While there are more and more apps out there with auras already made, the real value I see for educators is the ability to create your own triggers and overlays.  This allows you to make it relevant to whatever concepts you are teaching.  Aurasma is a great resource for this.  It is free for you to use…you only need to set up an account.  While you are able to create more intricate auras through their website, a great place to start is with the Aurasma App.  It is fairly simple to use and gives you immediate results.

Two cheat sheets have been created to help you with the process of creating auras with the Aurasma app.  Click below to download each.  I hope you find them useful.

Email Etiquette Top 10 List

Much of our professional life revolves around social media and interaction with others.  Even with the introduction of all the new platforms, email still plays a major role in day to day activities at work.  We must be careful that how we are perceived through email paints a proper picture of ourselves.  On a professional level, there are certain rules that you should follow.  Proper email etiquette is important in establishing and maintaining a good professional relationship.

After doing a little research and discussing this topic with my fellow Instructional Technology Specialists here at Lamar Consolidated ISD, I have come up with a Top 10 List for Email Etiquette.  We recorded a video for it in our studio to share with all of you.  Without further delay, here is ourTop 10 List:

There are many resources, both videos and cheat sheets, concerning email with Outlook 2013 as well as other Office products,  available in our resource section under the Office icon.  To go directly to the Outlook 2013 resources, click here.

Simple Transfer: Transfer Photos and Videos Between iPad and Computer!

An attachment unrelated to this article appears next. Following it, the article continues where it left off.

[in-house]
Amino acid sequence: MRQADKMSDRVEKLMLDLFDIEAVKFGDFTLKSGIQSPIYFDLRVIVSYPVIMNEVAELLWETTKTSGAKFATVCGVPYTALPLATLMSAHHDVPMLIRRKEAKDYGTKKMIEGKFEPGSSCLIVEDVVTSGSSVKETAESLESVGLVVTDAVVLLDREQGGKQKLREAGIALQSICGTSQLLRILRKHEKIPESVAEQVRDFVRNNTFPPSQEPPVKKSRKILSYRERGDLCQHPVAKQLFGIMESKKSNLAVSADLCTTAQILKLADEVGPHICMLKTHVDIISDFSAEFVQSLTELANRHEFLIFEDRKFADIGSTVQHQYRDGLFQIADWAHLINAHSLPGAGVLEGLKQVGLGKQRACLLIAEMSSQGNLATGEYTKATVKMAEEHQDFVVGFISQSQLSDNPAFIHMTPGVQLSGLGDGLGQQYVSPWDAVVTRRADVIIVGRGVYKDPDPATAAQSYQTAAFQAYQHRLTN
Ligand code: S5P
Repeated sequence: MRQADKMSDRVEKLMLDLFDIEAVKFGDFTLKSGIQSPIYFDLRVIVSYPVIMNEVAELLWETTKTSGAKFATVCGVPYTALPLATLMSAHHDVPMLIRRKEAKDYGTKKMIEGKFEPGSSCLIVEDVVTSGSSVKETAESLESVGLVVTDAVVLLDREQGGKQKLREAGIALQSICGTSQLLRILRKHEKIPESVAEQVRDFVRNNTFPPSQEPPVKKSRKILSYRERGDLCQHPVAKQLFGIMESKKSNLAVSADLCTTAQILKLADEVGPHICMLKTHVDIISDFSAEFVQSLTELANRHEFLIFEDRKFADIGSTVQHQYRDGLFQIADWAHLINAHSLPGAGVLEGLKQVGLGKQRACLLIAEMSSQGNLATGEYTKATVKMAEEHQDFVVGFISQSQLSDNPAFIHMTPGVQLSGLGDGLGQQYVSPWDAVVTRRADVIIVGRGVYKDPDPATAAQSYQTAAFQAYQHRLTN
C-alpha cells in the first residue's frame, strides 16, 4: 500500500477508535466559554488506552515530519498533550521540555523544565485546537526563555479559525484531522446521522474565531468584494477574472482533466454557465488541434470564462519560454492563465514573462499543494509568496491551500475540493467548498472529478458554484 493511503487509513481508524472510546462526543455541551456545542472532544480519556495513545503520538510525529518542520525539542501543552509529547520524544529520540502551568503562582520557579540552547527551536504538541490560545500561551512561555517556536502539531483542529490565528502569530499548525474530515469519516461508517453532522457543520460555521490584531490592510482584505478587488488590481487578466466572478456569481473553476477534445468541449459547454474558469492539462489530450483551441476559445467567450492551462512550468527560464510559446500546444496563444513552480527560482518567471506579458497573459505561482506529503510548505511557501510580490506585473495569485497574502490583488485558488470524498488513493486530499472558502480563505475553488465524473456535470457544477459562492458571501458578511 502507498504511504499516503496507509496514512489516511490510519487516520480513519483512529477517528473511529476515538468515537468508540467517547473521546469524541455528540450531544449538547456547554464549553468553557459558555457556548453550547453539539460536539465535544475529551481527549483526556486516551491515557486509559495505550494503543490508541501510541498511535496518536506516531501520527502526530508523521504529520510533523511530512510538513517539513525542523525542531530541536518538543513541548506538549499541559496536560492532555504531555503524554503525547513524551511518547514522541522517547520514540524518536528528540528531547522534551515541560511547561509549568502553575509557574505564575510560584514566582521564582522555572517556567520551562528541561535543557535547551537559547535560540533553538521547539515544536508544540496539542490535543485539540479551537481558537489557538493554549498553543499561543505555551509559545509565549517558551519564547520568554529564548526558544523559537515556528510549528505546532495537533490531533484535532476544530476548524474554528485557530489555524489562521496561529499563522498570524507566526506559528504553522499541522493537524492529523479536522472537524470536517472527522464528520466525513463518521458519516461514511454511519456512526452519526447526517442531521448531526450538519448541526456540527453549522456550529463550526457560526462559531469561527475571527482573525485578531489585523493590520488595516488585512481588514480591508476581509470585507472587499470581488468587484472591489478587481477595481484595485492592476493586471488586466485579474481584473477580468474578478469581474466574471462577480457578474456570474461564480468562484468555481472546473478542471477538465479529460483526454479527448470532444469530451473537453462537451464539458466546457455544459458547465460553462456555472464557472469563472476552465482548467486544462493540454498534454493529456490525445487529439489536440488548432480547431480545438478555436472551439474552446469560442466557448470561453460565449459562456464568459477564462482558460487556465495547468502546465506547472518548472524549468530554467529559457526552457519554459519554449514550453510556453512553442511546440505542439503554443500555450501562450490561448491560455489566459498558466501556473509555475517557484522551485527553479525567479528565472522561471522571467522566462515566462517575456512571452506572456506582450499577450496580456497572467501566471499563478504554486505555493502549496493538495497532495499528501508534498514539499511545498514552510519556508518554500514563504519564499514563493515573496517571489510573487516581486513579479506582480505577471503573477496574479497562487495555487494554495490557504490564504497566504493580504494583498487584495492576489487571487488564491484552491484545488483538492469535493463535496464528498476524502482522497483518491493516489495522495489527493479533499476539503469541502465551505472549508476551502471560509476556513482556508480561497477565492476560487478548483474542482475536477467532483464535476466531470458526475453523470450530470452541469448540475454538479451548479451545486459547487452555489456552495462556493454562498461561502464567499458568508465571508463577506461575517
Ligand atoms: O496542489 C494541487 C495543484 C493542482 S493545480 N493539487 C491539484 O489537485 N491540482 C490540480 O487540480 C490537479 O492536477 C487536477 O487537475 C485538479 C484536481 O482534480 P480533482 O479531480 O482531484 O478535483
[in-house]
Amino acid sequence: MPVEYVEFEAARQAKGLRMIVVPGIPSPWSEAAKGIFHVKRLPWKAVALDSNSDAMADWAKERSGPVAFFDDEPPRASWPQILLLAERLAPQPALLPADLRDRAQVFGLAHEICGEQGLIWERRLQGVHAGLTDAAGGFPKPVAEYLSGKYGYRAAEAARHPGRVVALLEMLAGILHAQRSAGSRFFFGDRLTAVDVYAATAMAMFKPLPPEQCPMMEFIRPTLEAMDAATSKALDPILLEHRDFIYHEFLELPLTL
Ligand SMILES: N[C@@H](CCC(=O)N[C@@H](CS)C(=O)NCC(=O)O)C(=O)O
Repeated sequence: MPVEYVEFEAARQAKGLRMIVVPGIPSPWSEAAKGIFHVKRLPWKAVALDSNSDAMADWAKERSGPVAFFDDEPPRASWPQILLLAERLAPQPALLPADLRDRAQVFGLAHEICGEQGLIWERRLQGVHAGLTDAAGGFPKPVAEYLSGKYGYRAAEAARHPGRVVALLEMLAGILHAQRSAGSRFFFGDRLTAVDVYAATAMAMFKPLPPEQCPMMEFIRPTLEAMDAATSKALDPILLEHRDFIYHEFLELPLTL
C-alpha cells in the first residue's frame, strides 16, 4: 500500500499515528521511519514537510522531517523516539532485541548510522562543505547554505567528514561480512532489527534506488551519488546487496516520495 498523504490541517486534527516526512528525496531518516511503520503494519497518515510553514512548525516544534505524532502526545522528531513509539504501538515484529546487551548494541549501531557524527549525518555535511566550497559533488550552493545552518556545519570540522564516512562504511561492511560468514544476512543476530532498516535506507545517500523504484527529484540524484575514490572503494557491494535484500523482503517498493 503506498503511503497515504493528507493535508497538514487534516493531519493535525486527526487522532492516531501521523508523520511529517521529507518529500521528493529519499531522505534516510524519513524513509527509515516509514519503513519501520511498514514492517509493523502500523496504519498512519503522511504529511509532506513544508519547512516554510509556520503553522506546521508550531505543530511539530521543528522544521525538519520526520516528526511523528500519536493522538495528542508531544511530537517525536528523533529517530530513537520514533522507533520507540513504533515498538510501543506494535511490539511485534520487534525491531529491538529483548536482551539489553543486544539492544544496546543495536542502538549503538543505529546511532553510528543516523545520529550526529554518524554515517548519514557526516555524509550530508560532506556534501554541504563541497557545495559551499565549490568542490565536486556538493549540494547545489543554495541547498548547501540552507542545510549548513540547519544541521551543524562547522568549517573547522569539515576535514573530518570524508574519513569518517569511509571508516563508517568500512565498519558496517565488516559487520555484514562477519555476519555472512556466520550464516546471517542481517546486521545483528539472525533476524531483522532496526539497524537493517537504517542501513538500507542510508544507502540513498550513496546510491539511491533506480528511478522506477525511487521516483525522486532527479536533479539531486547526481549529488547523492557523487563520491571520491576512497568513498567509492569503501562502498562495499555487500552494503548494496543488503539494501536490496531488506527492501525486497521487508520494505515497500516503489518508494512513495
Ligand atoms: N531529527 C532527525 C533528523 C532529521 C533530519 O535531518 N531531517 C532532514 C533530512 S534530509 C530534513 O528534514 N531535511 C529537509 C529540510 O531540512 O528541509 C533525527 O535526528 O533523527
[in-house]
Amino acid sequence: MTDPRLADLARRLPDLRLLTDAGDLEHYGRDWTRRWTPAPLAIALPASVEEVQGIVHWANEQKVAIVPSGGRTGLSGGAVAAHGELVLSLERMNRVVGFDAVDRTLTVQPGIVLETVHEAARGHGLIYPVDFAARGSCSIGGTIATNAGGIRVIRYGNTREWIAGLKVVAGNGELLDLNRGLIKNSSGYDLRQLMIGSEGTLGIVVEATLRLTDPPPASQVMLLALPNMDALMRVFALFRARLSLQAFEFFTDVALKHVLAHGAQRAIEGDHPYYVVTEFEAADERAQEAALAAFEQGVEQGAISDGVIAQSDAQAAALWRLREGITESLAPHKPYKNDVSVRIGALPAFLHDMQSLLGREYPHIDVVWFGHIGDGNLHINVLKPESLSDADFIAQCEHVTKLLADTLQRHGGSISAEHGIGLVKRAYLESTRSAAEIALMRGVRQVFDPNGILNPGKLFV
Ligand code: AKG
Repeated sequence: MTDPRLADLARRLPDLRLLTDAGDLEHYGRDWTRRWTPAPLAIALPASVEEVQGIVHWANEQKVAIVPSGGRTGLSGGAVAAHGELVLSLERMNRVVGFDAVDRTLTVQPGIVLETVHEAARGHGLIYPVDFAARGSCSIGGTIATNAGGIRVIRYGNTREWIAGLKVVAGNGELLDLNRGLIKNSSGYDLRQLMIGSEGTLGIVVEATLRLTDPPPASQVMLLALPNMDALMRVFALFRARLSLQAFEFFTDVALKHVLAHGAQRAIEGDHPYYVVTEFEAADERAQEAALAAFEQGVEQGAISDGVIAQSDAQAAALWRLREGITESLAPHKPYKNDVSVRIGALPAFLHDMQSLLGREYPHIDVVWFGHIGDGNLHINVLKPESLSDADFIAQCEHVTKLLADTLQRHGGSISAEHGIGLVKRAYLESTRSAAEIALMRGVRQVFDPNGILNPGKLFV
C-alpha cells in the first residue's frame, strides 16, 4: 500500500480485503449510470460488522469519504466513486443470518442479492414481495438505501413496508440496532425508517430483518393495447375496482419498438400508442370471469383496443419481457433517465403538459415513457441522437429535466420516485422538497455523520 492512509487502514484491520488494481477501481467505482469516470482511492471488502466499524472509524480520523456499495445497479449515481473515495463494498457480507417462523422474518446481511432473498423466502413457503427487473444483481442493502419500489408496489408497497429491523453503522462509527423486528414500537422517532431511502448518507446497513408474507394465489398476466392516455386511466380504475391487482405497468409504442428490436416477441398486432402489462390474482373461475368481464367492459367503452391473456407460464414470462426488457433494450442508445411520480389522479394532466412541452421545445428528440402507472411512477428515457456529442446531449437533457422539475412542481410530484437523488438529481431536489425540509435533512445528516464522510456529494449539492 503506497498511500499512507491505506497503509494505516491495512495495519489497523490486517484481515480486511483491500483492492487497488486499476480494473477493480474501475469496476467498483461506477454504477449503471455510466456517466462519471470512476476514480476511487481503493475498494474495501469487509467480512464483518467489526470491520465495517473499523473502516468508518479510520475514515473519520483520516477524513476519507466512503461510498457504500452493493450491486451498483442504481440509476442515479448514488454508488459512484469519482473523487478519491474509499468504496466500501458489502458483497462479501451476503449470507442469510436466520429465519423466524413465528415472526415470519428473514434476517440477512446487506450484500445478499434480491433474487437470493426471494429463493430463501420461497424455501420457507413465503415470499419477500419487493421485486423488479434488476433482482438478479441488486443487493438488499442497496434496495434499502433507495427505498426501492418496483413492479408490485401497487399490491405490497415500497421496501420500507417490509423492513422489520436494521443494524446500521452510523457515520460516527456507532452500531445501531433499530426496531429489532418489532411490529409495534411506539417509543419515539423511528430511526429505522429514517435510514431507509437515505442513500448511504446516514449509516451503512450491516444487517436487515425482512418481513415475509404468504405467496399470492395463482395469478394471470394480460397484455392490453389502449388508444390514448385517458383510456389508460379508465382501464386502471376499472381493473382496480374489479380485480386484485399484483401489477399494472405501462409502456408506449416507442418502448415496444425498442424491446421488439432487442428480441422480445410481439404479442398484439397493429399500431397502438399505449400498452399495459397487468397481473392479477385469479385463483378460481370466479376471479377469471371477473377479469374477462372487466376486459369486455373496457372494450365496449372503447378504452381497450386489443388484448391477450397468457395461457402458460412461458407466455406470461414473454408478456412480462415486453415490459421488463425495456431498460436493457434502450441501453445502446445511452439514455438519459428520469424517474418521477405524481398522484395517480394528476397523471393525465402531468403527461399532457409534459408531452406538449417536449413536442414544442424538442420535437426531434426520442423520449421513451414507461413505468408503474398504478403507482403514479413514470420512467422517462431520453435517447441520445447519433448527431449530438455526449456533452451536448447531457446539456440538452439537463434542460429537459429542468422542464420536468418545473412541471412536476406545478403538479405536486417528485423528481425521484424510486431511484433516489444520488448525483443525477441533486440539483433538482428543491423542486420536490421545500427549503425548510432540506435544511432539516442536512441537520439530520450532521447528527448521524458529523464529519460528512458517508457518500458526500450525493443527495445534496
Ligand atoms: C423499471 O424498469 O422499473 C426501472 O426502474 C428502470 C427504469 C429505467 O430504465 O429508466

A BIG obstacle and headache that often occurs when working with iOS devices is being able to easily transfer your photos and videos between the iPad and computer. Emailing is not always the answer. File sizes can become too large. Having to attach image after image is a hassle. An even bigger hassle is having to plug the device into the computer.   Simple Transfer is a free app that will allow you to transfer your data wirelessly to or from any computer.

simple transfer

Simple Transfer is VERY easy to use.  Once it is downloaded, open the app.  It will show you a screen with a web IP address on it.  Leave the app open and then enter the address it provides into the web browser (Chrome, IE, Safari, etc.) on your computer.

simple transfer iPad

A window will pop open on the computer showing your iPad and the different folders you have created on it to store your photos and videos.  If you are looking to upload media from your computer to the iPad it can be done from the first window you see.  Choose the location you want the file to save on the iPad and then browse to the file you wish to upload.  Note that the free version of the app only allows you to transfer 1 file at a time to the iPad.